The Reserve Bank of India (RBI) will change its monetary policy stance only if inflation eases and further rate increases will depend on the price rise situation, Subir Gokarn, a deputy governor at the bank, said on Wednesday.
Jaipur: The Reserve Bank of India (RBI) will change its monetary policy stance only if inflation eases and further rate increases will depend on the price rise situation, Subir Gokarn, a deputy governor at the bank, said on Wednesday.
"It (further rate hike) depends on the inflation situation," Subir Gokarn said while addressing students in Jaipur.
"We raise rates not because it is an end in itself. To the extent we see the problem persisting, then there is a basis to raise rates but if we see the problem is starting to ease off, then that would provide the basis for a change."
India's food and fuel inflation accelerated in mid September, indicating persistently high inflationary pressures in the economy.
Data for September, due around 12 noon on Friday, is likely to show the wholesale price index probably rose 9.70 percent a year earlier, easing slightly from 9.78 percent in August.
However, inflation continues to stay at nearly twice that of the RBI's comfort levels, raising the possibility of another rate increase by the Reserve Bank of India on Oct. 25, when it meets to review monetary policy.
Gokarn also said higher income levels were increasing the tolerance for higher inflation.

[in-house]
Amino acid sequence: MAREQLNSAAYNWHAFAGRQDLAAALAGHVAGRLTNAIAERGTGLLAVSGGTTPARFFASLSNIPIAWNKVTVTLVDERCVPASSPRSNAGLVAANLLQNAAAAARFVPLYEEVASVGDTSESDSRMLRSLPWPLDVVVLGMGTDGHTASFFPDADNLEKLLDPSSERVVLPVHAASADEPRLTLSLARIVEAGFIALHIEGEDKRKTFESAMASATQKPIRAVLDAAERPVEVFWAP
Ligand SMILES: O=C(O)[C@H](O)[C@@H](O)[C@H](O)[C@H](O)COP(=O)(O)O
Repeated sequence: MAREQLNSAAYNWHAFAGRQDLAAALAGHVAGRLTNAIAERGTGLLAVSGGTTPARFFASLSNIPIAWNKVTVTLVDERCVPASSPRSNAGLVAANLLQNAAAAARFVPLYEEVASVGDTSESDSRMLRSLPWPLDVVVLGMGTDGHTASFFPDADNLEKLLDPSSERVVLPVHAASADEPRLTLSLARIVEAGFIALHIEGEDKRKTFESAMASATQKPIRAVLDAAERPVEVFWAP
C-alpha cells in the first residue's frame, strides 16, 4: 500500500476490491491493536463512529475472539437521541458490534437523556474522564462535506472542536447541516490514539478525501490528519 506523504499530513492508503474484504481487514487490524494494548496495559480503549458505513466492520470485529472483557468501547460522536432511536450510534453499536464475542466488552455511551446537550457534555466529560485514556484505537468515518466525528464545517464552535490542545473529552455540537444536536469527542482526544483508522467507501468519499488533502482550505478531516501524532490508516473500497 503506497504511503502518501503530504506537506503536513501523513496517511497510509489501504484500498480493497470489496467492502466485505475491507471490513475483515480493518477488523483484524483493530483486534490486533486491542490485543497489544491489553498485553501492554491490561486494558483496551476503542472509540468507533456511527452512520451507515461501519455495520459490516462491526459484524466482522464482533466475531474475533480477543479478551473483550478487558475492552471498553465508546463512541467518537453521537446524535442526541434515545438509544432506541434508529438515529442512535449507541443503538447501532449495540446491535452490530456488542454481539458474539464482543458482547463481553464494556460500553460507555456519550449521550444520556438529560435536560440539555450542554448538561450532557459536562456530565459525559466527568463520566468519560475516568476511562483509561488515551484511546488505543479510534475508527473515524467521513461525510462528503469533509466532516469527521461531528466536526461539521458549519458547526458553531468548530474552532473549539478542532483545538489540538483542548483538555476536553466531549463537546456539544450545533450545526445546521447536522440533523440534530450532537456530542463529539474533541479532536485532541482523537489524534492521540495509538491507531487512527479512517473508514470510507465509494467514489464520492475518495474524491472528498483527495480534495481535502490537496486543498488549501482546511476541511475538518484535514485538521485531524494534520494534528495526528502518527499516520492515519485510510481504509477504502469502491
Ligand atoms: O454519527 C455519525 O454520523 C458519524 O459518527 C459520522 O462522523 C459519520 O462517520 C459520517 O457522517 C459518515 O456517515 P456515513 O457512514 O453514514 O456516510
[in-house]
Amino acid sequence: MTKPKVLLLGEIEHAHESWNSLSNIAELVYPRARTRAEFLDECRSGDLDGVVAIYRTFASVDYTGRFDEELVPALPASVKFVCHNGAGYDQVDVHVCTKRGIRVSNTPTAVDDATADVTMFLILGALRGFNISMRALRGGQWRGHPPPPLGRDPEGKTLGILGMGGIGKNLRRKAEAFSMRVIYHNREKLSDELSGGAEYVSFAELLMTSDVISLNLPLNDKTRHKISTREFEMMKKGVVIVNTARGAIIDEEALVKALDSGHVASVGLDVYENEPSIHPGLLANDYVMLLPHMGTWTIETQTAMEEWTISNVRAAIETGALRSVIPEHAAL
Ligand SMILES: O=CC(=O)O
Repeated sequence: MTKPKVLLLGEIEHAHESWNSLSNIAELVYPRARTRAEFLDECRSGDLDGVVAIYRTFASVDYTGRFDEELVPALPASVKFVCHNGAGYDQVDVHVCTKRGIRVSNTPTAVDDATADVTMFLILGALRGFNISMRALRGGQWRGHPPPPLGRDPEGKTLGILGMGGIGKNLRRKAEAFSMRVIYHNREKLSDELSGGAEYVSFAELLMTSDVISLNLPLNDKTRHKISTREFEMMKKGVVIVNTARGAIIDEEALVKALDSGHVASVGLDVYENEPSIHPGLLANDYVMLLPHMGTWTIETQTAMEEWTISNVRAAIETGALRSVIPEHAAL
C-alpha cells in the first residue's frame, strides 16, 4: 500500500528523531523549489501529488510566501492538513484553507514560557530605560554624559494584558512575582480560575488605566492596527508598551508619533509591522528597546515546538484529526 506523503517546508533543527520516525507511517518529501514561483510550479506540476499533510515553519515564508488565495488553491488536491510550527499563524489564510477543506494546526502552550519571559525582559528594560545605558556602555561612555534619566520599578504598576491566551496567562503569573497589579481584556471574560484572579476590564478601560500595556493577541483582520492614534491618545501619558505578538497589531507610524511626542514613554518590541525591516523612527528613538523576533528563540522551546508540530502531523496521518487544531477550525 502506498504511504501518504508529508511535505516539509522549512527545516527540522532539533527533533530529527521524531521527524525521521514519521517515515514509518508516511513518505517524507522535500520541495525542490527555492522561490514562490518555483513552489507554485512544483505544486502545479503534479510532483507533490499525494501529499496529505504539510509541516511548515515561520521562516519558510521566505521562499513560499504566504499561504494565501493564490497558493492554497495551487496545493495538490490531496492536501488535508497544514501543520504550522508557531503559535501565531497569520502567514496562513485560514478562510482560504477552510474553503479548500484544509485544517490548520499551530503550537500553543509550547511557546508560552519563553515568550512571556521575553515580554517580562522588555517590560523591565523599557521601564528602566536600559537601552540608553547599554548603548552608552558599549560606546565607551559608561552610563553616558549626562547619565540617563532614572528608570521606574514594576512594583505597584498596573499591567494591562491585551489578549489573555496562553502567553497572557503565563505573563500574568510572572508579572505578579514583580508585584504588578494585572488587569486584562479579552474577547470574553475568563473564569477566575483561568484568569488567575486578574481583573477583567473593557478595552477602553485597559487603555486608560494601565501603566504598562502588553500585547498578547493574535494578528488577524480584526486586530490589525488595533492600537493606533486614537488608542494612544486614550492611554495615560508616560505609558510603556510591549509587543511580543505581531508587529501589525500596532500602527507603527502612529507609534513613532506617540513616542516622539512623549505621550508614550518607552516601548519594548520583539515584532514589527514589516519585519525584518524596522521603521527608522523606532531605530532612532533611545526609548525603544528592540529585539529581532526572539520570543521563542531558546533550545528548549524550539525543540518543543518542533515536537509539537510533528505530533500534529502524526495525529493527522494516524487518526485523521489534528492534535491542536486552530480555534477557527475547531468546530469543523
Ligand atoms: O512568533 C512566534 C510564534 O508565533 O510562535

The benchmark 10-year bond yield rose following Gokarn's comments on the policy stance, while weaker-than-expected factory output data, already factored in by the market, also lead to some selling.
Industrial output in August rose a lower-than expected 4.1 percent from a year earlier, government data showed.
The 10-year paper was trading at 8.73 percent at 0630 GMT, up 3 basis points from its previous close.
The inflation data would now be crucial for helping cement views regarding the policy stance.
Gokarn said robust domestic demand will help absorb the shock from the global slowdown.
Indian manufacturing growth nearly stalled in September, turning in its weakest showing since March 2009 on slowing output and order growth as a year-and-a-half of interest rate increases and weakening global conditions take a toll on Asia's third-largest economy.
"Countries like China and India has large population and hence has robust demand which will help in absorbing the global shock."